Brain injury frequently causes changes in sleep patterns likely through injury to brainstem functions that affect the daily circadian rhythms. Individuals with brain injury frequently complain of fatigue that is likely partially due to decreased nerve function and connectivity in the brain and the extra effort required for cognition. These issues may be combined with other causes of fatigability such as deconditioning and other concomitant medical conditions. Individuals with complaints of fatigue and sleep disturbance require a medical and sleep workup to rule out treatable causes. People with traumatic brain injury (TBI) should be taught strategies to optimize fatigue (e.g. energy conservation, pacing) and good sleep hygiene. In those with persistent fatigue where TBI is believed to be the main cause medications may be considered.
The rehabilitation team should have a structured and systematic process for assessing sleep disturbances and fatigue in individuals with traumatic brain injury. Clinicians with expertise in non-pharmacological therapeutic approaches for sleep-related disturbance, particularly cognitive behavioral therapy, should be available early on in the rehabilitation process. The rehabilitation environment and schedule should facilitate adequate sleep hygiene.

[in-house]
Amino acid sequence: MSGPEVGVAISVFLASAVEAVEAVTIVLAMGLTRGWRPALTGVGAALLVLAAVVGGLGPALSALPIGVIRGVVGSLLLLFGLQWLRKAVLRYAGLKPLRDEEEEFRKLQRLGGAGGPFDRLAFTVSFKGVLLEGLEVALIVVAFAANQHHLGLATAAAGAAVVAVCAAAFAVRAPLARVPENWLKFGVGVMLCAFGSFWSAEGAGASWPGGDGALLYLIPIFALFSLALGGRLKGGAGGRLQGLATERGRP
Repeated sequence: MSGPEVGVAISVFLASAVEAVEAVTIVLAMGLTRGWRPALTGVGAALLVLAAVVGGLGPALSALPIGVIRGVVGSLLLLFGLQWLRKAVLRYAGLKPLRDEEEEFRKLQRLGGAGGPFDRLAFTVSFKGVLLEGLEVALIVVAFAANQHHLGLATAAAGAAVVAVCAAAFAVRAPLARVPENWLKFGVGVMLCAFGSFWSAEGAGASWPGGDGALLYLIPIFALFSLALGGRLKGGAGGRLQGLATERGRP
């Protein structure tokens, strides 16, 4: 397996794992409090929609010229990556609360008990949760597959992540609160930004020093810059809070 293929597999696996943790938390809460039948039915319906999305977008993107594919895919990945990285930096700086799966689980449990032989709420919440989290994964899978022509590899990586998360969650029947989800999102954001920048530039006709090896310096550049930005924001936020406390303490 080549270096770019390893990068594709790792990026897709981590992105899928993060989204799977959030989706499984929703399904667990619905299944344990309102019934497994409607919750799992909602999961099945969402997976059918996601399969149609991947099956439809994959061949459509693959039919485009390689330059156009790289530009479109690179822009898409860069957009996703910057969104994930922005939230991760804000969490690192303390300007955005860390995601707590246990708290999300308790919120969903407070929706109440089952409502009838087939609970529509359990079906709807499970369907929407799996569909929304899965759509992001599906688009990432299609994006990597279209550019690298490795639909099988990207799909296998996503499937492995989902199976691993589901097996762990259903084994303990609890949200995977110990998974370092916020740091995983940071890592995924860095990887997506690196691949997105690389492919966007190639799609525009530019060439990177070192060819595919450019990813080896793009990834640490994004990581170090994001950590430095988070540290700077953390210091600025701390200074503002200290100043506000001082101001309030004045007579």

Wiseman-Hakes et al. (2013) states that sleep disturbances associated with TBI can exacerbate cognitive, communication and mood deficits that are trauma-related. Similarly, Bushnik, Englander, and Wright (2008) found that when fatigue worsened over the course of 2 years, it was accompanied by poorer cognitive and motor outcomes as well as reduced levels of general functioning. Dealing with sleep disturbances is necessary for optimal recovery and fatigue and sleep disorders should be assessed. Common objective assessments for fatigue and sleep disorders included questionnaires, polysomnography, actigraphy, multiple sleep latency tests and maintenance of wakefulness tests (Mollayeva, Colantonio, Mollayeva, & Shapiro, 2013).
In terms of treatment, both pharmacological and non-pharmacological options have been studied:
Non-pharmacological interventions may include pacing, cognitive behavioural therapy (CBT), or light therapy, among others. A pre-post case series found that 8 sessions of CBT improved sleep disturbances by improving total wake time (p<0.001), sleep efficacy (p=0.01), fatigue (p<0.012), and insomnia (p<0.01) but not total sleep time (Ouellet & Morin, 2007). No additional significant gains were made once the treatment had concluded, although gains were maintained at a 3-month follow-up.
A RCT conducted by Sinclair, Ponsford, Taffe, Lockley, and Rajaratnam (2014) examined the effectiveness of blue and yellow light therapy versus a control group. The blue light therapy was shown to significantly decrease fatigue (p<0.001) and daytime sleepiness (p<0.01) but yellow light therapy did not show improvements compared to the control group. The improvements measured during the treatment phase did not persist at follow-up (week 8).